No exact reason for the release was given to me. The move does clear $1.26 million in cap space for Miami. It also sets up the team to possibly take a defensive end in the coming draft. I reported over the weekend that Mississippi State defensive lineman Fletcher Cox is on Miami's radar and could be the Dolphins first-round pick.

Merling can now go down in Dolphins history as a bust. He was a second-round pick in 2008 but because he was the No. 32 overall selection that year, he could have easily been considered as a first rounder.

Regardless of his status, Merling has been a disappointment. He missed most of 2010 after tearing his Achilles' while jogging on his own. He was always in the cross-hairs of coaches who complained he did not practice hard enough often enough. He has been missing the current offseason workouts.

And he didn't exactly produce on game days, either. Fact is Merling's rookie year was probably his most promising. collecting 26 tackles, an interception, a sack and a fumble recovery.

Last season Merling had a total of four tackles which was only one more tackle than the year before when he played only five games and collected three tackles.

Seven tackles in two seasons will get you cut every time.



April 22, 2012

Source: Ross is not pushing for anyone

Last week, Dolphins general manager Jeff Ireland told the media he has pretty much made up his mind which player he wants to take in the first round of Thursday's NFL draft.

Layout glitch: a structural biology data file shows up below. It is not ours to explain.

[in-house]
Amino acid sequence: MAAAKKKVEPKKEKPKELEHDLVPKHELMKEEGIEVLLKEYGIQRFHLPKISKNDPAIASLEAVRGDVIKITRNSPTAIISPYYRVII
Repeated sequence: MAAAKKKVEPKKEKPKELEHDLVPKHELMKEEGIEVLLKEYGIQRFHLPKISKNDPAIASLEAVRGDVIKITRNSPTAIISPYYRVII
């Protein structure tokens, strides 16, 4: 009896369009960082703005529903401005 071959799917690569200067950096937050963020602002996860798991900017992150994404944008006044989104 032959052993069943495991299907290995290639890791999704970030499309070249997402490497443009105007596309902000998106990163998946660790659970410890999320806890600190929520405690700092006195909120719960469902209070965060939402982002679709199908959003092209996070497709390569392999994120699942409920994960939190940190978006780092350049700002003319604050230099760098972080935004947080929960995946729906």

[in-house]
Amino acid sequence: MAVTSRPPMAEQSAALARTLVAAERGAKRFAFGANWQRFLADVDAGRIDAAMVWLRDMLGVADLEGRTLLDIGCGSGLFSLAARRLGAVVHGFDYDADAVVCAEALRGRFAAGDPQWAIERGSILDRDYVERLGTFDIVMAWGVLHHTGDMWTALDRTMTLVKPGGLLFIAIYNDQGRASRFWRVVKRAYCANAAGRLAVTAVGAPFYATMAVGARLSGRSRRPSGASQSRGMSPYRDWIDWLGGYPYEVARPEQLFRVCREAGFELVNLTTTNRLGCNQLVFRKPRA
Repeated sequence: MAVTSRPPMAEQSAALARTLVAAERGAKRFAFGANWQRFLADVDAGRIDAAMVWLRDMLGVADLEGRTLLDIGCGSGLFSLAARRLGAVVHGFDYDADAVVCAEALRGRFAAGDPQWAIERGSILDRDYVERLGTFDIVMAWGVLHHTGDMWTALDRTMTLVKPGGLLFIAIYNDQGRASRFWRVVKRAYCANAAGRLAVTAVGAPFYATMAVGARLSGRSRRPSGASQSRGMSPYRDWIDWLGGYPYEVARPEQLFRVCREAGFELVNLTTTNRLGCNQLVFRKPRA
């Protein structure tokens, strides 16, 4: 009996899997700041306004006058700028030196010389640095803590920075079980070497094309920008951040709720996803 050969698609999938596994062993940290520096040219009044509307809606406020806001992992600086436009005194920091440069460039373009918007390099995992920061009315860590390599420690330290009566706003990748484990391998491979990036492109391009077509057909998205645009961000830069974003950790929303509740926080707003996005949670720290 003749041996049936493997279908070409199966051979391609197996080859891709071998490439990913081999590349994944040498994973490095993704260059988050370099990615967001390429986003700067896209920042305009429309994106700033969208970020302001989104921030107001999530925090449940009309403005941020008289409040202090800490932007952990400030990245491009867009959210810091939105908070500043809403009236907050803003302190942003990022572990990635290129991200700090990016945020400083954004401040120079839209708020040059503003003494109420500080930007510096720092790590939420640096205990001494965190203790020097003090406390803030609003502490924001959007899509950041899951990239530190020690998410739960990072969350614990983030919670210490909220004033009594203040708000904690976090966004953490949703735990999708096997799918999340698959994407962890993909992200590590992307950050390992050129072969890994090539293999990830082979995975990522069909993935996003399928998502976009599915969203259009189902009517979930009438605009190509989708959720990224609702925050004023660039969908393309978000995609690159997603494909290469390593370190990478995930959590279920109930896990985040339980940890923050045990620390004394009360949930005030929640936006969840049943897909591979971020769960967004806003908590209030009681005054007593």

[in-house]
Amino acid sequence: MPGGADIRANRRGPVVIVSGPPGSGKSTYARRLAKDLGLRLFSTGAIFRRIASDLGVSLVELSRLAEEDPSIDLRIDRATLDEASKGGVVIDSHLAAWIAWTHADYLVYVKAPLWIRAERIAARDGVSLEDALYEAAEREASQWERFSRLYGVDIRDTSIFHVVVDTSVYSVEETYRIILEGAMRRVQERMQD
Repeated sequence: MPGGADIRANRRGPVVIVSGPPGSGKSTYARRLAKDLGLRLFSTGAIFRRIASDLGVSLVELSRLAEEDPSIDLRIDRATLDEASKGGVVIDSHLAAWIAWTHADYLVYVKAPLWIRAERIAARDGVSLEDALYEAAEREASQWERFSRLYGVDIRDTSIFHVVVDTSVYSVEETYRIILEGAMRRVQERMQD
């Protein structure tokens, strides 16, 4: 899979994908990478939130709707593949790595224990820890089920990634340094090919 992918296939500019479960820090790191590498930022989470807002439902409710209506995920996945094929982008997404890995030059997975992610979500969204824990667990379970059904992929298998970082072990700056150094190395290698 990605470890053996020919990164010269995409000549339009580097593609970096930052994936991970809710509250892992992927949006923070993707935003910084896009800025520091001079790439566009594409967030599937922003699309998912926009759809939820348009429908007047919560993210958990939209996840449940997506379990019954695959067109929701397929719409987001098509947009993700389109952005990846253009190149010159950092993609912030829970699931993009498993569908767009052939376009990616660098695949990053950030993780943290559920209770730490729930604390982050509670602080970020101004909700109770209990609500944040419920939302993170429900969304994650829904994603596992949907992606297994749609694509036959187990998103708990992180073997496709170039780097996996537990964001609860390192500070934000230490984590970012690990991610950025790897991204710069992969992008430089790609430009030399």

Well, if you believe this report in profootballtalk.com citing a league source, Ireland had better hope he picked Ryan Tannehill because otherwise he's going to be under a lot of pressure in the coming days. The report says "the man pushing hardest for Tannehill is owner Stephen Ross."

I have just had an e-mail exhcange with a very, very, very highly placed source within the Dolphins organization. In very colorful language the source tells me the profootballtalk.com report is not true.

I suppose it is now up to you to figure out what to believe.

The pft report suggests the reason Ross wants Tannehill is because "Ross needs to find a way for his team to stand out as it otherwise fades into the South Florida sports landscape.  Tannehill will make a difference in 2012.  If he fails, they’ll be no worse off in 2013 and beyond than they otherwise would have been."

Let me say this:

I can totally see Ross giving his opinion on players. He has done it in the past. My source, meanwhile, tells me Ross has not had any conversation with Jeff Ireland telling him which player to pick and that conversation will not happen, either.